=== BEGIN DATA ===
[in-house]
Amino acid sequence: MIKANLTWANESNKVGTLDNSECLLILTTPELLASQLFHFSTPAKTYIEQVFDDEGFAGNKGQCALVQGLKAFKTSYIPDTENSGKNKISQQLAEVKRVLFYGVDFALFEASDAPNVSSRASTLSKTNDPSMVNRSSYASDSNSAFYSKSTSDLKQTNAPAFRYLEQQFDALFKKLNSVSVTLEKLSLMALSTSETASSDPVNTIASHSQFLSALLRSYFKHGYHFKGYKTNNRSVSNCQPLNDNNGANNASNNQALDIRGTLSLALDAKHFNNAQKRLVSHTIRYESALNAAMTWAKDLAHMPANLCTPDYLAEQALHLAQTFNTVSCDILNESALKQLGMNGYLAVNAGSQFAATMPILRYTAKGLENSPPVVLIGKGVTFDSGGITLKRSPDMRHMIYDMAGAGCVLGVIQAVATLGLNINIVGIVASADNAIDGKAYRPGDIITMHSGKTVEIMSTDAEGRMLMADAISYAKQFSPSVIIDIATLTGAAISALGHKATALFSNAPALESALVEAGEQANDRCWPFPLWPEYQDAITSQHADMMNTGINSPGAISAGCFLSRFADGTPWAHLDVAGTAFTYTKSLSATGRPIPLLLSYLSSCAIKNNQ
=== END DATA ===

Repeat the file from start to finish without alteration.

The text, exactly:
[in-house]
Amino acid sequence: MIKANLTWANESNKVGTLDNSECLLILTTPELLASQLFHFSTPAKTYIEQVFDDEGFAGNKGQCALVQGLKAFKTSYIPDTENSGKNKISQQLAEVKRVLFYGVDFALFEASDAPNVSSRASTLSKTNDPSMVNRSSYASDSNSAFYSKSTSDLKQTNAPAFRYLEQQFDALFKKLNSVSVTLEKLSLMALSTSETASSDPVNTIASHSQFLSALLRSYFKHGYHFKGYKTNNRSVSNCQPLNDNNGANNASNNQALDIRGTLSLALDAKHFNNAQKRLVSHTIRYESALNAAMTWAKDLAHMPANLCTPDYLAEQALHLAQTFNTVSCDILNESALKQLGMNGYLAVNAGSQFAATMPILRYTAKGLENSPPVVLIGKGVTFDSGGITLKRSPDMRHMIYDMAGAGCVLGVIQAVATLGLNINIVGIVASADNAIDGKAYRPGDIITMHSGKTVEIMSTDAEGRMLMADAISYAKQFSPSVIIDIATLTGAAISALGHKATALFSNAPALESALVEAGEQANDRCWPFPLWPEYQDAITSQHADMMNTGINSPGAISAGCFLSRFADGTPWAHLDVAGTAFTYTKSLSATGRPIPLLLSYLSSCAIKNNQ